Interestingly enough, a top-ranking Google Video in a search for "China Study," posted five years ago, shows Dr. T. Colin Campbell, author of The China Study, warning vegetarians about the dangers of plant fat.
Here's the lower-ranking YouTube version, since I'm having trouble embedding the Google version:
There are two interesting parts within the above video. The first occurs 19 minutes and 18 seconds into it. At that point, Dr. Campbell acknowledges that he could have approached the China Study in numerous ways and looked for other dietary patterns besides "plant versus animal," but nevertheless went on to look for associations between animal foods and disease.
What about other nutrients other than animal protein? Are there dietary patterns here? Getting away from this thing about single nutrients and get on into a broader view of the field, if you will, maybe animal-based foods versus plant-based foods – that’s one way to divide it up. I mean, I should suggest for your thinking there’s another way too, and that’s talking about whole, natural foods, if you will, as opposed to breaking the foods up and making, you know, things like sugar and fat all by itself. But, so, this is one way – just animal versus plant-based foods.He then goes on to state that he went on to conduct the China Study with deep concerns about the role of animal protein in causing disease.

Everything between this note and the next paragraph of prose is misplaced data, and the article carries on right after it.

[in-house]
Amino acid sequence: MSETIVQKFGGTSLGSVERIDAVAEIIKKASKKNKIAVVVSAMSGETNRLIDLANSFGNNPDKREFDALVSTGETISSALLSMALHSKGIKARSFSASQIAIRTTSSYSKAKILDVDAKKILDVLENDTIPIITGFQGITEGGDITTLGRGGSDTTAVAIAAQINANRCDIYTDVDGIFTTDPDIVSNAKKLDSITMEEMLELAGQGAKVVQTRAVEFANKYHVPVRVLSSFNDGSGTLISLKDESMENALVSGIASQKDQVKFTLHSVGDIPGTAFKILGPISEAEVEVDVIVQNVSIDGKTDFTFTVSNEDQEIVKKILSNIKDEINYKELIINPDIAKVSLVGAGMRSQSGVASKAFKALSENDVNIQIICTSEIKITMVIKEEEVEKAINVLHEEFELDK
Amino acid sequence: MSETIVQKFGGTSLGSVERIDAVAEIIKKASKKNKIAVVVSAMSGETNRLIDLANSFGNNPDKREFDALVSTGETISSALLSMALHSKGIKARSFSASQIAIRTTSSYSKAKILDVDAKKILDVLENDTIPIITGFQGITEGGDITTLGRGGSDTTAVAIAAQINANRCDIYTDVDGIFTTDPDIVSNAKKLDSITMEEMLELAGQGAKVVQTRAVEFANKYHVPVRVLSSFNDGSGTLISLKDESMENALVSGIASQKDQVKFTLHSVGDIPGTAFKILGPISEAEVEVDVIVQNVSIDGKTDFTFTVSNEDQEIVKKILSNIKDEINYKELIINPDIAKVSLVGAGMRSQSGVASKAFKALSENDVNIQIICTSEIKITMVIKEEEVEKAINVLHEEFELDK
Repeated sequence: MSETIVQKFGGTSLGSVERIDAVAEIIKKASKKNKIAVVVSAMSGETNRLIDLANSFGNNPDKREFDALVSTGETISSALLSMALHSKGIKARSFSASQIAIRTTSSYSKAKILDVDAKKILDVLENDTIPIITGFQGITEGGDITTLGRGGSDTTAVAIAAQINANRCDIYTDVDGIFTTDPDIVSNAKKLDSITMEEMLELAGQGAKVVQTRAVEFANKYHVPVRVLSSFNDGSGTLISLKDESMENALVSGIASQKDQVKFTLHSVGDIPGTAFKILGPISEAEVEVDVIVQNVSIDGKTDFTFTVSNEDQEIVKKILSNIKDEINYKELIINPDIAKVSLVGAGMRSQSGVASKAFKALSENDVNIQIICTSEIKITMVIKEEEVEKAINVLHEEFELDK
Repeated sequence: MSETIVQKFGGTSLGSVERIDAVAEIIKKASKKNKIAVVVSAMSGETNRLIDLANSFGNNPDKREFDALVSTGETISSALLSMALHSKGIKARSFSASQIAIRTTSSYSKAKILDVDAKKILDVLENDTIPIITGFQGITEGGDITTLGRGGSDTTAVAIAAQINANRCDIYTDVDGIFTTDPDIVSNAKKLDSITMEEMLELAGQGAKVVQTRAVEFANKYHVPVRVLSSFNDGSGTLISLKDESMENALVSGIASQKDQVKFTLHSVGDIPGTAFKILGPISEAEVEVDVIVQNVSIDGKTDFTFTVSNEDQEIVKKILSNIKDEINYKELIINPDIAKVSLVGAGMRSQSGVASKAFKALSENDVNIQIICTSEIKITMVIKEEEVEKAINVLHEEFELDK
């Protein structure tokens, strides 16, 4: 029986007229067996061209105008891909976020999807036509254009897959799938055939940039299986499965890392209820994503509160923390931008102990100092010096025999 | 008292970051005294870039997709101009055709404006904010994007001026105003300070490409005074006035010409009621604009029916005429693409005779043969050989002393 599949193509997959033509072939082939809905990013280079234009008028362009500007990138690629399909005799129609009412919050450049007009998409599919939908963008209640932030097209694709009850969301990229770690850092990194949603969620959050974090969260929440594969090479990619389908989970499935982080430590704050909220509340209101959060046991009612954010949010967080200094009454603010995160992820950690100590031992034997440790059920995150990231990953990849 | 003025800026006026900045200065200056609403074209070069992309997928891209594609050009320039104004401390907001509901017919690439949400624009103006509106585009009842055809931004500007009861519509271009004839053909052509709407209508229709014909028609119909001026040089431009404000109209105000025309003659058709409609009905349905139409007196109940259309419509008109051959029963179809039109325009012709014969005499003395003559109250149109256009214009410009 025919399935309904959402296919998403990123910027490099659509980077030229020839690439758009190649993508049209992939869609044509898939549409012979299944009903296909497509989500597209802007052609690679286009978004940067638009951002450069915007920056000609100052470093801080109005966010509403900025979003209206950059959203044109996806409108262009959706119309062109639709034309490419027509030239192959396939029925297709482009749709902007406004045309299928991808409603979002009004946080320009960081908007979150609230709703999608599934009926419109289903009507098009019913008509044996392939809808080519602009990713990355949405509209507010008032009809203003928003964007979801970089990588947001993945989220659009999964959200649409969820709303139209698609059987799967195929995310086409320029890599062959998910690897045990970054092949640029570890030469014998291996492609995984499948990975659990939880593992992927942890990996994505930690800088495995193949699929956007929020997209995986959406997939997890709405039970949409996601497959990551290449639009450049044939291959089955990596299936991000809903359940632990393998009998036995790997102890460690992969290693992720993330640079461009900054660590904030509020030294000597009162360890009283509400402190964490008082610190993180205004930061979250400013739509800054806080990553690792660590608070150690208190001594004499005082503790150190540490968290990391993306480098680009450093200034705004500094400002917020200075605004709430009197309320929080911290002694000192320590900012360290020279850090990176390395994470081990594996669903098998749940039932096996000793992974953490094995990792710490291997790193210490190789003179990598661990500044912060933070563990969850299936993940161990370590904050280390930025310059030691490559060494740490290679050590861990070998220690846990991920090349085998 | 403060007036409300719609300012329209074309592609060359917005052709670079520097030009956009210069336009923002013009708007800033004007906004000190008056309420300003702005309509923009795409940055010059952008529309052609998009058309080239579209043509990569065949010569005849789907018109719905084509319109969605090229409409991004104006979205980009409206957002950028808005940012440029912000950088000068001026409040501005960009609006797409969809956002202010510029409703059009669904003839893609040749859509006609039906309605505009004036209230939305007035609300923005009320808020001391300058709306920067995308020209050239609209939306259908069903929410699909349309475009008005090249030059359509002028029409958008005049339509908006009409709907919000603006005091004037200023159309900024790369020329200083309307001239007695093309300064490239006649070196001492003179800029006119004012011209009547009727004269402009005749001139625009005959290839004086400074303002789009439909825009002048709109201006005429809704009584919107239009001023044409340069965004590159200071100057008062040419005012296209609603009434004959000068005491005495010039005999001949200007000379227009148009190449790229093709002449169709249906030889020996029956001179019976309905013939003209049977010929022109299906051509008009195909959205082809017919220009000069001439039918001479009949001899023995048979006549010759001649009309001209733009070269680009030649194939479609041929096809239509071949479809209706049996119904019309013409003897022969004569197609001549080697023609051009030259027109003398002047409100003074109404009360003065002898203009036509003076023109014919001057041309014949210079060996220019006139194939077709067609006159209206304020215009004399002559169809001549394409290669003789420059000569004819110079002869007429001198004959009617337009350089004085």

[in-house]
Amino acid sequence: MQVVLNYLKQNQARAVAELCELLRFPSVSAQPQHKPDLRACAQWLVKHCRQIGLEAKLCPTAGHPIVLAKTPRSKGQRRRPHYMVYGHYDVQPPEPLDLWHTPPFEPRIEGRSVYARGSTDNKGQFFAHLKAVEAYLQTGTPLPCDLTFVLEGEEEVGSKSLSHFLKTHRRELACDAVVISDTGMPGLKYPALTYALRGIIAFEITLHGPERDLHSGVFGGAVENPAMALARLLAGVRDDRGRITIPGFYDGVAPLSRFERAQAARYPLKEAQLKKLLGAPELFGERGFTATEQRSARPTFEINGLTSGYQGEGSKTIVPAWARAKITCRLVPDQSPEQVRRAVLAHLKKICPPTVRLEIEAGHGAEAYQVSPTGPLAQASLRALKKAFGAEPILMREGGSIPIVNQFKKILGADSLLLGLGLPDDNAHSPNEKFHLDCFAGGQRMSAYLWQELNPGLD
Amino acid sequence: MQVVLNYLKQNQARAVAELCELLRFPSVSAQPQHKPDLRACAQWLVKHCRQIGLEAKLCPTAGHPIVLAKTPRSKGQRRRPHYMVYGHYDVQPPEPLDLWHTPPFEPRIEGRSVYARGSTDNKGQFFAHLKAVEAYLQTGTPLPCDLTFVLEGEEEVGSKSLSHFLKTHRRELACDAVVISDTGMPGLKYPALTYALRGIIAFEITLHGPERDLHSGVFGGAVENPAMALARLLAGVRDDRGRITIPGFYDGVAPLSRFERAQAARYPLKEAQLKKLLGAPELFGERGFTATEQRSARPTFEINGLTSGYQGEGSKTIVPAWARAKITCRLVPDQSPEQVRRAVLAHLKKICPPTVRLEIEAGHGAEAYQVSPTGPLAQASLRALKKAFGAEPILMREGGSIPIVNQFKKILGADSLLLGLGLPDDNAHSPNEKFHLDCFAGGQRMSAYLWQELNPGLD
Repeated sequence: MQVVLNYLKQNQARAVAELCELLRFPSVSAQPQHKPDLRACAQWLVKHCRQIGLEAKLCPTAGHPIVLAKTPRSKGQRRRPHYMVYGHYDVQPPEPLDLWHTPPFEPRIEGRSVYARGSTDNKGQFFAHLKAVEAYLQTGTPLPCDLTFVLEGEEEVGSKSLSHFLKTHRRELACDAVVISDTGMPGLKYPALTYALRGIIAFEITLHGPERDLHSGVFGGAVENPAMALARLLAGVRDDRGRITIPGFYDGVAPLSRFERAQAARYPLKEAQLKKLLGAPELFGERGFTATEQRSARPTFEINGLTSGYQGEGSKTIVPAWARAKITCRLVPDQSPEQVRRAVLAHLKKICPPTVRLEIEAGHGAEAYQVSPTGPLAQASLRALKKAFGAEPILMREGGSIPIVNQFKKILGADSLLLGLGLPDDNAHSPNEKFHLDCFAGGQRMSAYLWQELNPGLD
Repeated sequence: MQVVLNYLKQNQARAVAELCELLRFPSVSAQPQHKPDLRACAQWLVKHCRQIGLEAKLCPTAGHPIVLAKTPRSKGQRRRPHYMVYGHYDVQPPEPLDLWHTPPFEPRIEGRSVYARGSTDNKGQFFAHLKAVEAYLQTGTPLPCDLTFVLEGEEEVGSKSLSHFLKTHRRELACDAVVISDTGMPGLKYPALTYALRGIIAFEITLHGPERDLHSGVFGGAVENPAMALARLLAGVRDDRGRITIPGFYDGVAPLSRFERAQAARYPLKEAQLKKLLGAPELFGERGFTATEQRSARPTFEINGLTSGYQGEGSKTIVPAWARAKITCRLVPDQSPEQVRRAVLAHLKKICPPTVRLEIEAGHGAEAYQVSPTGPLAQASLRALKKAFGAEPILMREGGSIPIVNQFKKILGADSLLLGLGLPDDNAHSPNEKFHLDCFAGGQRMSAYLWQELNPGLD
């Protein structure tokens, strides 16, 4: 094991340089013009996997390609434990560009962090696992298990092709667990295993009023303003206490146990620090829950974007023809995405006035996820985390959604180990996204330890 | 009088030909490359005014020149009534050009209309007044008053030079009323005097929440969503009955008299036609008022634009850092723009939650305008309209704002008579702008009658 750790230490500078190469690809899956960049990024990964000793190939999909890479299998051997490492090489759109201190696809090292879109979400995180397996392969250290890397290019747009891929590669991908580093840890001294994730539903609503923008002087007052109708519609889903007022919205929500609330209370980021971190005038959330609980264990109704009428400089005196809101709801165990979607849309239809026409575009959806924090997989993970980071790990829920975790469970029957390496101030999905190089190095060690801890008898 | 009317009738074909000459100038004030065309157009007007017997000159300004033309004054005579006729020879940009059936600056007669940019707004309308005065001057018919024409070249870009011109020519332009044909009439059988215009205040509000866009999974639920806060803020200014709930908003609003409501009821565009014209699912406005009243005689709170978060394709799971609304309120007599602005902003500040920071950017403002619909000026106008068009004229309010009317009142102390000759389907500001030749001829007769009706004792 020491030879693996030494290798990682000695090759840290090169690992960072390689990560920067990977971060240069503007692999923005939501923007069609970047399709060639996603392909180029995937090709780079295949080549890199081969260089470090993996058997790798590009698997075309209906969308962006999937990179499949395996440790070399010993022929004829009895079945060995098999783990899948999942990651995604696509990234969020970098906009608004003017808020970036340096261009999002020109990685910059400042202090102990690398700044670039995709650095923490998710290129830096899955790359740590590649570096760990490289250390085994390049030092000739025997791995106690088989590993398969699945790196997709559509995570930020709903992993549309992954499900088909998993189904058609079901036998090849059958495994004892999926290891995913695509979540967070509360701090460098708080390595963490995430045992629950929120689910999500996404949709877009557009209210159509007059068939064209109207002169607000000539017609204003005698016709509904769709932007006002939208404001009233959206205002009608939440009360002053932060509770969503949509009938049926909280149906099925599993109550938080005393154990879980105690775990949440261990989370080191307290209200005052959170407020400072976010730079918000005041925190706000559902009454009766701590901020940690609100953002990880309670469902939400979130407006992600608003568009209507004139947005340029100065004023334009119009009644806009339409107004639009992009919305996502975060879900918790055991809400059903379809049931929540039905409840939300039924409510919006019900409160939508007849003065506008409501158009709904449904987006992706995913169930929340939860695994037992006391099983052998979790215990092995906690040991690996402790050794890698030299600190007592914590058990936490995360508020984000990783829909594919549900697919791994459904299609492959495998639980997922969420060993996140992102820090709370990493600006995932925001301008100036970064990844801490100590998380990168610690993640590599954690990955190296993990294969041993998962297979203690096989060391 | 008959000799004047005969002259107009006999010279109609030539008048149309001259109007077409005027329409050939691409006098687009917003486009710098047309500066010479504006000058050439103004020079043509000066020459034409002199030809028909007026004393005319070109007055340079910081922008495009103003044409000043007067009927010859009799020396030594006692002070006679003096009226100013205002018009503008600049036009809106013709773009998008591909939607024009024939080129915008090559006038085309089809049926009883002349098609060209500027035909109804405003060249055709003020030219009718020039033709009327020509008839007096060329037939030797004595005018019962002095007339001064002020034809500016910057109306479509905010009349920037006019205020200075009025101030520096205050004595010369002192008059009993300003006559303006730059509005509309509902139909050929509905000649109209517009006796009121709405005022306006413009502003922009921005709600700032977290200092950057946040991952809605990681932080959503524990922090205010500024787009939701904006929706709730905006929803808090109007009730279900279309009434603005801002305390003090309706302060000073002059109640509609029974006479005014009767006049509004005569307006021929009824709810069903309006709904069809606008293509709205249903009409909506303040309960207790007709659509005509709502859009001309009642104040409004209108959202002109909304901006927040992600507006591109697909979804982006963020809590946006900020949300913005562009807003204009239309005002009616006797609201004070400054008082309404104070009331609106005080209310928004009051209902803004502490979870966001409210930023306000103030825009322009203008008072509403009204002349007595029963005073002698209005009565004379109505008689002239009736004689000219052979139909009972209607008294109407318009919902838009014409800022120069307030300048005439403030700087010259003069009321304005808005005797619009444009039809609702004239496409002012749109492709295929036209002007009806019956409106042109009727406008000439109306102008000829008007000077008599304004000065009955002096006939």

Then 29 minutes into the video, Dr. Campbell warns this group of vegetarians about the dangers of consuming plant fats:
We made a mistake 20 or 30 years ago in focusing on fat. It wasn’t animal fat. In fact we have evidence now to suggest that maybe the polyunsaturated fats of plants are more problematic in causing tumor growth than the animal fats. But – big but – this only occurs when total fat intake is high. So it raises questions about high-fat diets, quite frankly. So it’s animal-based foods, not fat.As Denise Minger recently brought to light, Dr. Campbell's animal experiments showed that any complete protein, regardless of whether it came from animal or plant sources, promoted cancer equally well under the experimental conditions he used.
So by "animal-based foods," Dr. Campbell apparently means any complete protein, wether it is from animal or plant foods, and polyunsaturated plant fat. He may have had a point when he stated ten minutes earlier in the video that he could have looked for other dietary patterns besides animal versus plant food.
Read more about the author, Chris Masterjohn, PhD, here.